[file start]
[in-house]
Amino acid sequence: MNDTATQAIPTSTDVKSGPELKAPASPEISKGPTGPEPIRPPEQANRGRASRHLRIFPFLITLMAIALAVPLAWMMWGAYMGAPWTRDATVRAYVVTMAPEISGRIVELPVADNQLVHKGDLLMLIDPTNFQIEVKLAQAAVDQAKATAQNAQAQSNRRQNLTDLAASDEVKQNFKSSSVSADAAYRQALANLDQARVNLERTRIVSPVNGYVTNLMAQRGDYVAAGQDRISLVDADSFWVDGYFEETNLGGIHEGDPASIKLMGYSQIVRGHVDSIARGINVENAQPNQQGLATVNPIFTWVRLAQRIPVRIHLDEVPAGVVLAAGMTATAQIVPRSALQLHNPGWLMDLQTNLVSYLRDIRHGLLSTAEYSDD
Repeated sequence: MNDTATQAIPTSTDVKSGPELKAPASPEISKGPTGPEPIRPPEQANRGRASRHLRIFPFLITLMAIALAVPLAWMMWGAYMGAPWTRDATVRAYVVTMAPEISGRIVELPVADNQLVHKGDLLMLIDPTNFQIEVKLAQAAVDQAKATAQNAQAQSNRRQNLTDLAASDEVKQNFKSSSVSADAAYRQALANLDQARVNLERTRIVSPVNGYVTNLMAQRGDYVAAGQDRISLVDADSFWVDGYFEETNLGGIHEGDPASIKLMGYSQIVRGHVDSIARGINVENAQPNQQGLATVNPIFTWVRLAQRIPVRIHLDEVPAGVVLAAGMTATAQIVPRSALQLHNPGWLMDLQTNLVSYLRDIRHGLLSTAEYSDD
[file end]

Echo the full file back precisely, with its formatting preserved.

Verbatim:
[in-house]
Amino acid sequence: MNDTATQAIPTSTDVKSGPELKAPASPEISKGPTGPEPIRPPEQANRGRASRHLRIFPFLITLMAIALAVPLAWMMWGAYMGAPWTRDATVRAYVVTMAPEISGRIVELPVADNQLVHKGDLLMLIDPTNFQIEVKLAQAAVDQAKATAQNAQAQSNRRQNLTDLAASDEVKQNFKSSSVSADAAYRQALANLDQARVNLERTRIVSPVNGYVTNLMAQRGDYVAAGQDRISLVDADSFWVDGYFEETNLGGIHEGDPASIKLMGYSQIVRGHVDSIARGINVENAQPNQQGLATVNPIFTWVRLAQRIPVRIHLDEVPAGVVLAAGMTATAQIVPRSALQLHNPGWLMDLQTNLVSYLRDIRHGLLSTAEYSDD
Repeated sequence: MNDTATQAIPTSTDVKSGPELKAPASPEISKGPTGPEPIRPPEQANRGRASRHLRIFPFLITLMAIALAVPLAWMMWGAYMGAPWTRDATVRAYVVTMAPEISGRIVELPVADNQLVHKGDLLMLIDPTNFQIEVKLAQAAVDQAKATAQNAQAQSNRRQNLTDLAASDEVKQNFKSSSVSADAAYRQALANLDQARVNLERTRIVSPVNGYVTNLMAQRGDYVAAGQDRISLVDADSFWVDGYFEETNLGGIHEGDPASIKLMGYSQIVRGHVDSIARGINVENAQPNQQGLATVNPIFTWVRLAQRIPVRIHLDEVPAGVVLAAGMTATAQIVPRSALQLHNPGWLMDLQTNLVSYLRDIRHGLLSTAEYSDD